It happens the minute you decide to pick up and move your life someplace else. You don’t notice it at first, it’s barely visible, but as you begin to tell people, the mark on your bottom deepens. It’s your expiration date. Announce you’re leaving a job, moving from a neighborhood, or in my case, heading clear across the country and that date is firmly affixed to heiny. You notice something else too. You become popular. I’m talking perky-cheerleader-you-envied-in-high-school popular. Before you know it your dance card is filling up faster than those boxes in your living room. Which is a really good thing. Anyone who is facing a big move knows you’ll need lots and LOTS of diversions to keep you from become a raving lunatic as you take everything you own and stuff it into cardboard. And if the diversions involve food, and cocktails? Bring ‘em on!
Since I made my big announcement and the expiration date was stamped on fanny, I’ve been wine and dined, brunch and lunched, and even cupcaked by my wonderful friends. And before my expiration date is reached, I want to thank them ALL for the laughs, and the tissues, and everything else in between. Yes, the goodbyes can be hard, but they are not forever. We’ve been through so many ups and downs together we’d need witness protection to keep us apart for good. So let’s just say “I’ll see you soon”. Hood River is a beautiful vacation spot you know, and I hear the food at Chez Karin-West is pretty good…
The first time I saw Pasta al Forno it was in a photograph on a cell phone. The second and third time I saw it, it was too. That’s because it was a favorite childhood dish of one of my best friends, and after the third not so subtle hint, I knew I had to find a recipe and make it for him before I moved. A search of the internet ensued, and with the help of Google Translate and a little guessing, I came up with the recipe below. When I served it to my friend we both agreed, all that hinting was definitely worth it!
Pasta al Forno
Pasta al Forno alla siciliano is a dish usually served on special occasions like Easter, Christmas or big family gatherings in Sicily. For the purists out there with Nonnas who have been making this for years, let me be the first to say my version is a little less traditional and a little more interpretive. The good thing is this is the type of recipe where you have a lot of wiggle room in the ingredients that go in it. Pasta al Forno is a baked pasta dish traditionally made with a type of dried pasta called anelleti or little rings, but you could easily use penne or another dry tube pasta instead. The finished dish is a wonderful “cake” filled with pasta, sauce, cheese, eggplant, cubes of mortadella or ham, sometimes peas, and in some variations, even hard-boiled eggs. Since all of the final ingredients are already cooked before the final assembly and baking, it’s a perfect dish to do ahead. Best of all, you could serve it hot or at room temperature, making it a great dish to bring to a picnic or the beach and feed a hungry crowd.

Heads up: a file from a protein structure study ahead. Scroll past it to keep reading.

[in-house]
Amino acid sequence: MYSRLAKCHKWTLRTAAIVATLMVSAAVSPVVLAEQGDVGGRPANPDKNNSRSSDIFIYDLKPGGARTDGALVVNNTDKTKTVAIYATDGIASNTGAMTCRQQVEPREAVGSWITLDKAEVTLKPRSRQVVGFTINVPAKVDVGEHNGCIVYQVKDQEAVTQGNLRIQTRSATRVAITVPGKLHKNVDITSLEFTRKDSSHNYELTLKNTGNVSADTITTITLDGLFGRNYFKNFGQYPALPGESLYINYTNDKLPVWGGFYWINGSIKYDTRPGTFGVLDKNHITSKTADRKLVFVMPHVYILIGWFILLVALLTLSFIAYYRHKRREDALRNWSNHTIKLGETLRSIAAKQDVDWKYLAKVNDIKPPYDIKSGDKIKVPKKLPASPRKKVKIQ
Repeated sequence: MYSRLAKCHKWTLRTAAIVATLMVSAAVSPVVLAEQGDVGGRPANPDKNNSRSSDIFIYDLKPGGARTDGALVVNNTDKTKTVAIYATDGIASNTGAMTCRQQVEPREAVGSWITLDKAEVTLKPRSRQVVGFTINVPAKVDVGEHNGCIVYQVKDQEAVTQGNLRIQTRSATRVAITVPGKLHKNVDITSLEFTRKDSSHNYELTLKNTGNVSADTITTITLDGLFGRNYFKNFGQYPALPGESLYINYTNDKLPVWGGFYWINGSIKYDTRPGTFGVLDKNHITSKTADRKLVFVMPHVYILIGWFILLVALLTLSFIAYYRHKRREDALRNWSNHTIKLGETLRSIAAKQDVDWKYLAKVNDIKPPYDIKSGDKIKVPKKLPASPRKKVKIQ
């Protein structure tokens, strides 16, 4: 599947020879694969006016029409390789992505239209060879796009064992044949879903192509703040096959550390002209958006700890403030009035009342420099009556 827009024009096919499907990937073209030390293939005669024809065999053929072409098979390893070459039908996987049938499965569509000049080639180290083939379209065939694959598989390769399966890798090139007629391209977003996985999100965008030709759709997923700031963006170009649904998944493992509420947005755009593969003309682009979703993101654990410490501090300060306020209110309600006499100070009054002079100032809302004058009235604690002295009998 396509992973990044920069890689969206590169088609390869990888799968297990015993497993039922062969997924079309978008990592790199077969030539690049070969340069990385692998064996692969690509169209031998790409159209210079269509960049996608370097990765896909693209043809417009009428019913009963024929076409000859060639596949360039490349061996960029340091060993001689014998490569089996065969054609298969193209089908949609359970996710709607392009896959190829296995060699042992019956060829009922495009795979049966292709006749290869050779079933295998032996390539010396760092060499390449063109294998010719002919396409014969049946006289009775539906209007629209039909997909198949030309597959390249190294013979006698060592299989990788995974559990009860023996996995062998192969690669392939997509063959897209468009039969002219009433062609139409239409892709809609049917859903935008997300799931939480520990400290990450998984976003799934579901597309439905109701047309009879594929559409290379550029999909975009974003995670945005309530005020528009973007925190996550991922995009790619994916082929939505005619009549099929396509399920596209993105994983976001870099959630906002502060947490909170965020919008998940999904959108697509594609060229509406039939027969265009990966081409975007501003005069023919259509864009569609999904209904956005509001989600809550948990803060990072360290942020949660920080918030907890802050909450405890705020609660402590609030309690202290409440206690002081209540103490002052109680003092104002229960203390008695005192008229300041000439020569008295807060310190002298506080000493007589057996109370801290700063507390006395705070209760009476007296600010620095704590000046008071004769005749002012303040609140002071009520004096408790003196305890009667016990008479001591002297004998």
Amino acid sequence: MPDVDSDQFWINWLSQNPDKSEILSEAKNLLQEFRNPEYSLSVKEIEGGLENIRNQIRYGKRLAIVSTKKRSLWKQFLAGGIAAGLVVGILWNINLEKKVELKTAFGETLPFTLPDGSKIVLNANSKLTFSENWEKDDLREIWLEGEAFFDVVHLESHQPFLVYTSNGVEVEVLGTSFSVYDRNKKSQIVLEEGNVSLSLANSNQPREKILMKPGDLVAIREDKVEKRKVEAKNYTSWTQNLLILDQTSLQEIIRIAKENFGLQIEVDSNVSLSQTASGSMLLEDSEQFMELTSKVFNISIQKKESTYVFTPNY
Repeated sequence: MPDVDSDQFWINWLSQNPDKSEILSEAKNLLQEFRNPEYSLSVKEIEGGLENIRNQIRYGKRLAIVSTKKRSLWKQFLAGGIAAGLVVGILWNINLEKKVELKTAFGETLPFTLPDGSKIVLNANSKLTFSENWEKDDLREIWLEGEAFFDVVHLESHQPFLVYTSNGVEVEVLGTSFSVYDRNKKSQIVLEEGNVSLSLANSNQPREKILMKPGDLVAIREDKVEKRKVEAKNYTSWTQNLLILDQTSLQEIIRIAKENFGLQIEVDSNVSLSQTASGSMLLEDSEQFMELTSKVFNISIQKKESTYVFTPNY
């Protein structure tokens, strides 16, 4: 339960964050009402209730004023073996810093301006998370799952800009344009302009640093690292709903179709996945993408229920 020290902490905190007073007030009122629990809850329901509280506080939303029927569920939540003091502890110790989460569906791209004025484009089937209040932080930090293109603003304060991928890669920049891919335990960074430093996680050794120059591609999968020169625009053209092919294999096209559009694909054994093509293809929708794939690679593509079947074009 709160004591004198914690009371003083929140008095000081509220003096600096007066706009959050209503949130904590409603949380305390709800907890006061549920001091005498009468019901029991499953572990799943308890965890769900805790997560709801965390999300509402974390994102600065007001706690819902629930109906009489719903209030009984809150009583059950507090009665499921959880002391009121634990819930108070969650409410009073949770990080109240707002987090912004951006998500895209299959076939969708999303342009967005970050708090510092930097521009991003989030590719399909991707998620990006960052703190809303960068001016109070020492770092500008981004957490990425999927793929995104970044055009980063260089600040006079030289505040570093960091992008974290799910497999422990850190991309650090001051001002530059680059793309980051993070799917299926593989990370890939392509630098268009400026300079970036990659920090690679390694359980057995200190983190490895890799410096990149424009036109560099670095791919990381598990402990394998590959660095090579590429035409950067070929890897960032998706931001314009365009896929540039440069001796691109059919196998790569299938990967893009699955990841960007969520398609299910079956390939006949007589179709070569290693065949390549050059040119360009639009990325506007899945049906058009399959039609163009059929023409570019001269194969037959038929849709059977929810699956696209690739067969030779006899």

When I made this dish, I used both my 10” and my 8” spring form pans, since I wanted to send the small one home with my friend. I would think this recipe would easily fill a large 12” spring form, or if you didn’t have one, a large lasagna pan would work.
Pasta al Forno
- 4-5 cups tomato sauce with meat*
*You could certainly make your own from scratch, or you could do what I did and use a favorite jarred sauce as a base, then doctor it up. I sautéed onion, carrots and garlic, a good pinch of marjoram, and about a half pound each of browned ground beef and sweet Italian pork sausage. Then I added a jar of my favorite marinara, a good splash of wine, and a can of Italian cherry tomatoes, mashed up a bit. I brought it up to a boil, turned down to a simmer and cooked, covered, for about 30 minutes.
- 1 ¼ lbs anelleti or other tube-shaped pasta like penne
- 1 medium eggplant, peeled and cut up into 1” chunks
- ½ lb (in one large piece) mortadella or ham
- ½ lb fresh mozzarella balls (boccocini)
- 1 cup frozen baby peas (optional)
- ½ lb whole milk mozzarella, cut into thin slices
While the sauce is simmering, sauté the eggplant in a little olive oil (you could also roast it) and set it aside. Cut up the mortadella or ham into 1-inch cubes, and slice the boccocini in half.
Prepare the pasta according to package, cooking it to just al dente. It is going to cook a little more in the oven and you don’t want mushy pasta.
Preheat the oven to 400°F. Combine the pasta, eggplant, cubed mortadella or ham, boccocini, peas (if you are using) and 4 cups of sauce in a large bowl. Generously butter or oil the bottom and sides of your baking pan. Fill with the pasta mixture and smooth out so it fills completely. Top with slices of mozzarella and a drizzle of olive oil.
Place the spring form on a cookie sheet (makes it easier to get in and out of oven) and bake 15-20 minutes until the cheese is melted and slightly browned. Let rest about 10 minutes, then carefully unmold the pan. Cut into wedges and serve with the remaining tomato sauce on the side.
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